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Published 02/22/16

Marketing professors' research debunks RateMyProfessor.com

Recently published research by two marketing professors poses a serious challenge to the accuracy and usefulness of on-line ratings from RateMyProfessor.com (RMP.com). 

Professor of Marketing Keith Murray, Ph.D., and Associate Professor of Marketing Srdan Zdravkovic, Ph.D., decided to explore the popular website used by many students to decide which professor’s class to take. Their findings were published in The Journal of Education for Business.

"The numbers shown for most professors are meaningless.”

“While pre-existing research reports a positive correlation between RMP.com and existing, independent institutional instruments, the correlations are, while technically positive, practically speaking very weak and virtually worthless,” says Murray, who calls the findings "a manifestly powerful contribution to the discussion surrounding the validity of RMP.com and the controversy that surrounds RMP.com’s widespread acceptance.”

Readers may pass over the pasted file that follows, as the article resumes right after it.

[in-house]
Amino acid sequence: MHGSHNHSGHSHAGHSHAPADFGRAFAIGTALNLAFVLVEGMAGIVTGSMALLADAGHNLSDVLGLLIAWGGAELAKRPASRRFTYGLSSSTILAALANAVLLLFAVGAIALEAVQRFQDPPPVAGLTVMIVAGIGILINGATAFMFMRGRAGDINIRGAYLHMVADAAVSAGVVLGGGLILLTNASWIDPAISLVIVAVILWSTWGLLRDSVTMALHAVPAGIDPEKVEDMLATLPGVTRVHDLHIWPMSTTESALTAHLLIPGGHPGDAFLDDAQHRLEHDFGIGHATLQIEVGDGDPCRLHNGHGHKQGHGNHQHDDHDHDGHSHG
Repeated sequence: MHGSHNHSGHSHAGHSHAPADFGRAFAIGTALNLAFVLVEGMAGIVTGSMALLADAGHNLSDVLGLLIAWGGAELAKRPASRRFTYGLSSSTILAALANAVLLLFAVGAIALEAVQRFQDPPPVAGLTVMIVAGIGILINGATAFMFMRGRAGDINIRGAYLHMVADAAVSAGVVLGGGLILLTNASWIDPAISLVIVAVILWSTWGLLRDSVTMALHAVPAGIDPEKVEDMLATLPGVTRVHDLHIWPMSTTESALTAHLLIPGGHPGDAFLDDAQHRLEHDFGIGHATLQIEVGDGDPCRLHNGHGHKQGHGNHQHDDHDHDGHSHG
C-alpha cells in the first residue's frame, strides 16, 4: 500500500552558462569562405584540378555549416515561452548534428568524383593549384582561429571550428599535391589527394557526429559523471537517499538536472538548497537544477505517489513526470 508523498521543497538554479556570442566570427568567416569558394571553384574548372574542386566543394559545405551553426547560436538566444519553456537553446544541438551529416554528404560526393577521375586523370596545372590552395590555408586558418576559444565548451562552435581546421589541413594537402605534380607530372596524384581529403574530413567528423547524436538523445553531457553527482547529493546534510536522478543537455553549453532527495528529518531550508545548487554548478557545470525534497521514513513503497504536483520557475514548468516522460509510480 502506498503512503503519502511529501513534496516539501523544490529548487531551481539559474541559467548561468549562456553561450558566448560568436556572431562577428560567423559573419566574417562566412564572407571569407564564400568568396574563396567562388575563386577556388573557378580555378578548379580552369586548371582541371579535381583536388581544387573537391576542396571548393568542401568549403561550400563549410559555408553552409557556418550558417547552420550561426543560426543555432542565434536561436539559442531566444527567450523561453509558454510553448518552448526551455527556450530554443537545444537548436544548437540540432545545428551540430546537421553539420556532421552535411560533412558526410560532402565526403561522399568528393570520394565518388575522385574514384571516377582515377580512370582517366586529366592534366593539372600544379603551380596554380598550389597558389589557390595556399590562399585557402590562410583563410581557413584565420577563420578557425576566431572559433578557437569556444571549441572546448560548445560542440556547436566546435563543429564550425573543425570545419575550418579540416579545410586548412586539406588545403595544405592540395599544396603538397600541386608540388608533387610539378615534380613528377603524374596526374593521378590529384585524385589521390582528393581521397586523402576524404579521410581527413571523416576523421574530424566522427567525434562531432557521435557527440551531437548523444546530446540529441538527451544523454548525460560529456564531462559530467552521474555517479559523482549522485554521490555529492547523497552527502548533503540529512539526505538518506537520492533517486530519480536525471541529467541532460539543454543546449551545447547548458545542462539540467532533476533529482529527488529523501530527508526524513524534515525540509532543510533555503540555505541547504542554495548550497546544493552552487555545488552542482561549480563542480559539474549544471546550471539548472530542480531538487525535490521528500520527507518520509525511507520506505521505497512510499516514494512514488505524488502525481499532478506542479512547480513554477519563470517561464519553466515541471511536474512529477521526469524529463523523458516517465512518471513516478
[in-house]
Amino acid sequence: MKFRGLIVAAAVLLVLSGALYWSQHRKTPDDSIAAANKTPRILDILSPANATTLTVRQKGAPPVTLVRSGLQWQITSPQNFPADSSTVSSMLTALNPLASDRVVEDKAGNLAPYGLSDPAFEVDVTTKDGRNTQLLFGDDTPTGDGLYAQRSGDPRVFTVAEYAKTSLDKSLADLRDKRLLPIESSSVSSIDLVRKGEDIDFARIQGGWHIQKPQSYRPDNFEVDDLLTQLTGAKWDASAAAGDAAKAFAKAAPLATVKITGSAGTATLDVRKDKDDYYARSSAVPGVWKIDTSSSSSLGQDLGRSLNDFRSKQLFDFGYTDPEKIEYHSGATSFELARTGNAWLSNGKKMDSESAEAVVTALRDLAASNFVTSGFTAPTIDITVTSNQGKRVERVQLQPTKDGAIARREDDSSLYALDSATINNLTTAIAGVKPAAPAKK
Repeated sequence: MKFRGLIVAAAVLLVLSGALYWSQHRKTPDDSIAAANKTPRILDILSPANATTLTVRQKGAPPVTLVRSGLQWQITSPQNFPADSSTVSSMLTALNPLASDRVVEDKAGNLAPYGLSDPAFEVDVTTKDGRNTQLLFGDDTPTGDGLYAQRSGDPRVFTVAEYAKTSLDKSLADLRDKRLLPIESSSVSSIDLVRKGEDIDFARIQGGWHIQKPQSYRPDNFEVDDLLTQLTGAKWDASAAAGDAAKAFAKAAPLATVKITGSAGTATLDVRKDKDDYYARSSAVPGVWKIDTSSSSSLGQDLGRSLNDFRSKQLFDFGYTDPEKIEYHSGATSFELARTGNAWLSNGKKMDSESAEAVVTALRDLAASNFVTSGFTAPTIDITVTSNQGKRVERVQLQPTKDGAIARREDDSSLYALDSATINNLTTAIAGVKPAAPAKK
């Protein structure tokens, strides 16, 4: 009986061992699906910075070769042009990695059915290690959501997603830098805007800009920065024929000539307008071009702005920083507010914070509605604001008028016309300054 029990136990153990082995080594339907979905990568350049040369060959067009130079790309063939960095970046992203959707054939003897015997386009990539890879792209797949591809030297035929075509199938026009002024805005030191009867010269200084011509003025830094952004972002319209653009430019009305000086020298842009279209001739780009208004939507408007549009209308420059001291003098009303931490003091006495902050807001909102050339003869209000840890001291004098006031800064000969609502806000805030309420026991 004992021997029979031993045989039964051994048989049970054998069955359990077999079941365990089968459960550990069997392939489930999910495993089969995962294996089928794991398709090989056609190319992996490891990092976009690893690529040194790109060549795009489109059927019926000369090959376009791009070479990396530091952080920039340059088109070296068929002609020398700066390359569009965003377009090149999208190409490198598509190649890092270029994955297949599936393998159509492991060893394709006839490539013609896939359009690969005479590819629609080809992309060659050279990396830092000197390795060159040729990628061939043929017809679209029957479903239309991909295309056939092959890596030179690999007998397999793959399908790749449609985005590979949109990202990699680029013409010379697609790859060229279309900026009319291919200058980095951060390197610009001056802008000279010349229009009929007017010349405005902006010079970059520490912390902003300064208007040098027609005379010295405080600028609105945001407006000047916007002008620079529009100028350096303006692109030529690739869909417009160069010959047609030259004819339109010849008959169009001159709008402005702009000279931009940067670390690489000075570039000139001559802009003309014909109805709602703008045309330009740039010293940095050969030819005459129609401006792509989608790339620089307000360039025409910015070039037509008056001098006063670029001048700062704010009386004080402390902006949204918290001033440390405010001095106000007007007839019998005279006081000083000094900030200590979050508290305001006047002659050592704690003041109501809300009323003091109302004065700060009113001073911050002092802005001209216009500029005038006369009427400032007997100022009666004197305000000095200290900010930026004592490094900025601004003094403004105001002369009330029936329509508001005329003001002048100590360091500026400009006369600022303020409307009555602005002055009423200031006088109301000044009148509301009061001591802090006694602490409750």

Murray and Zdravkovic found that, compared to conventional measures of sample-based polling data, the publicly available RMP.com ratings exhibit an enormous estimate of margin for error.

More than 15 million raters reportedly participated on RMP.com, rating a total of 1.8 million instructors at institutions of higher learning in the U.S., Canada, and the United Kingdom. 

“However, when one looks at the data across all professors in this research, to achieve a comparable confidence level and confidence interval to standards expected in national polling and sample reporting, RMP.com would have to deliver between 15 to 20 times the number of student raters per professor than it presently does,” Zdravkovic says. “As a result, the numbers shown for most professors are meaningless.”

“Virtually no one I’ve spoken to, college students or academics, have a full appreciation of the atheoretical nature behind the site,” Murray says. “Taking the findings seriously of such an online poll is the rough equivalent of estimating the performance of the stock market or the weather patterns expected next week based on a few layperson respondents.”

Murray and Zdravkovic concluded that “better research is called for when university instructors’ professional reputations and career livelihoods are being judged.”